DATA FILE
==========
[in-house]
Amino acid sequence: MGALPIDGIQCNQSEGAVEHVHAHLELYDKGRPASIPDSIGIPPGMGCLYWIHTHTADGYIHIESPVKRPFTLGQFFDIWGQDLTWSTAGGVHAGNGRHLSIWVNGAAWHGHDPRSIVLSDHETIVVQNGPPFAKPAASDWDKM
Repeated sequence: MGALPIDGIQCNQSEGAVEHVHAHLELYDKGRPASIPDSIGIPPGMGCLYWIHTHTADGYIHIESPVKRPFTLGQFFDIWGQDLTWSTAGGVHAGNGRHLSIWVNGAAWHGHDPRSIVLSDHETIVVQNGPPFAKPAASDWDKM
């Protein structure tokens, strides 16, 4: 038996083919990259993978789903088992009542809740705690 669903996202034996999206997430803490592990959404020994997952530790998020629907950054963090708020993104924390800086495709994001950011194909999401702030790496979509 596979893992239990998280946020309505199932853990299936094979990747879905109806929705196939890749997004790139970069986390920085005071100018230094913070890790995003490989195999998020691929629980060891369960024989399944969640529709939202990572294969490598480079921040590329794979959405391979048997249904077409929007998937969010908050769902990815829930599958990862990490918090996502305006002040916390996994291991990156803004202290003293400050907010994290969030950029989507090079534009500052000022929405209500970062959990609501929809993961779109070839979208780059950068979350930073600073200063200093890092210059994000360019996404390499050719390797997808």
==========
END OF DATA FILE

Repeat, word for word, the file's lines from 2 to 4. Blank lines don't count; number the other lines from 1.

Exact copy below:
Amino acid sequence: MGALPIDGIQCNQSEGAVEHVHAHLELYDKGRPASIPDSIGIPPGMGCLYWIHTHTADGYIHIESPVKRPFTLGQFFDIWGQDLTWSTAGGVHAGNGRHLSIWVNGAAWHGHDPRSIVLSDHETIVVQNGPPFAKPAASDWDKM
Repeated sequence: MGALPIDGIQCNQSEGAVEHVHAHLELYDKGRPASIPDSIGIPPGMGCLYWIHTHTADGYIHIESPVKRPFTLGQFFDIWGQDLTWSTAGGVHAGNGRHLSIWVNGAAWHGHDPRSIVLSDHETIVVQNGPPFAKPAASDWDKM
């Protein structure tokens, strides 16, 4: 038996083919990259993978789903088992009542809740705690 669903996202034996999206997430803490592990959404020994997952530790998020629907950054963090708020993104924390800086495709994001950011194909999401702030790496979509 596979893992239990998280946020309505199932853990299936094979990747879905109806929705196939890749997004790139970069986390920085005071100018230094913070890790995003490989195999998020691929629980060891369960024989399944969640529709939202990572294969490598480079921040590329794979959405391979048997249904077409929007998937969010908050769902990815829930599958990862990490918090996502305006002040916390996994291991990156803004202290003293400050907010994290969030950029989507090079534009500052000022929405209500970062959990609501929809993961779109070839979208780059950068979350930073600073200063200093890092210059994000360019996404390499050719390797997808």